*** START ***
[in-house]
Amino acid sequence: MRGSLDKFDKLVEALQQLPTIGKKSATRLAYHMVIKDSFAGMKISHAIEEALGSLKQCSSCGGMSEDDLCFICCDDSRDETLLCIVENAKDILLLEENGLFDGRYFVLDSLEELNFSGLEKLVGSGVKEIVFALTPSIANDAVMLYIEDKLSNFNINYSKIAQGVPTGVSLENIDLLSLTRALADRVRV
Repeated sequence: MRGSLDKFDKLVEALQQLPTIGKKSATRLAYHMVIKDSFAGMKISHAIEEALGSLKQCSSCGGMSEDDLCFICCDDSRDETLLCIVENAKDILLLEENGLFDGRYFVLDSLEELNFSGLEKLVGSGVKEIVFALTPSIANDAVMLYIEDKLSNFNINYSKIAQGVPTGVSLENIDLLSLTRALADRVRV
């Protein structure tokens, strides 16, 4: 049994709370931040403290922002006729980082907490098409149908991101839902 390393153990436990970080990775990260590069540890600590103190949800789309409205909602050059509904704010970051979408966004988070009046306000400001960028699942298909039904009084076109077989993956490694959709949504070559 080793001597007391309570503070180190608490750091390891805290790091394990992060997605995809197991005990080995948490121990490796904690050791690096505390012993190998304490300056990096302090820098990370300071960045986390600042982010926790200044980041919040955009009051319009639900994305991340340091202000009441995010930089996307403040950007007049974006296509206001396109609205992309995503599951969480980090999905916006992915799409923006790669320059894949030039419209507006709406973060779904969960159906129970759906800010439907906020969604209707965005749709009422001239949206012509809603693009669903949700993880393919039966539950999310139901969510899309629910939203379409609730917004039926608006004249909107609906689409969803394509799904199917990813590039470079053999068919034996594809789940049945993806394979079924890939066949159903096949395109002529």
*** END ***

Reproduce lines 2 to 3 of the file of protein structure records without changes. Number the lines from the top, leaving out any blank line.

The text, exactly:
Amino acid sequence: MRGSLDKFDKLVEALQQLPTIGKKSATRLAYHMVIKDSFAGMKISHAIEEALGSLKQCSSCGGMSEDDLCFICCDDSRDETLLCIVENAKDILLLEENGLFDGRYFVLDSLEELNFSGLEKLVGSGVKEIVFALTPSIANDAVMLYIEDKLSNFNINYSKIAQGVPTGVSLENIDLLSLTRALADRVRV
Repeated sequence: MRGSLDKFDKLVEALQQLPTIGKKSATRLAYHMVIKDSFAGMKISHAIEEALGSLKQCSSCGGMSEDDLCFICCDDSRDETLLCIVENAKDILLLEENGLFDGRYFVLDSLEELNFSGLEKLVGSGVKEIVFALTPSIANDAVMLYIEDKLSNFNINYSKIAQGVPTGVSLENIDLLSLTRALADRVRV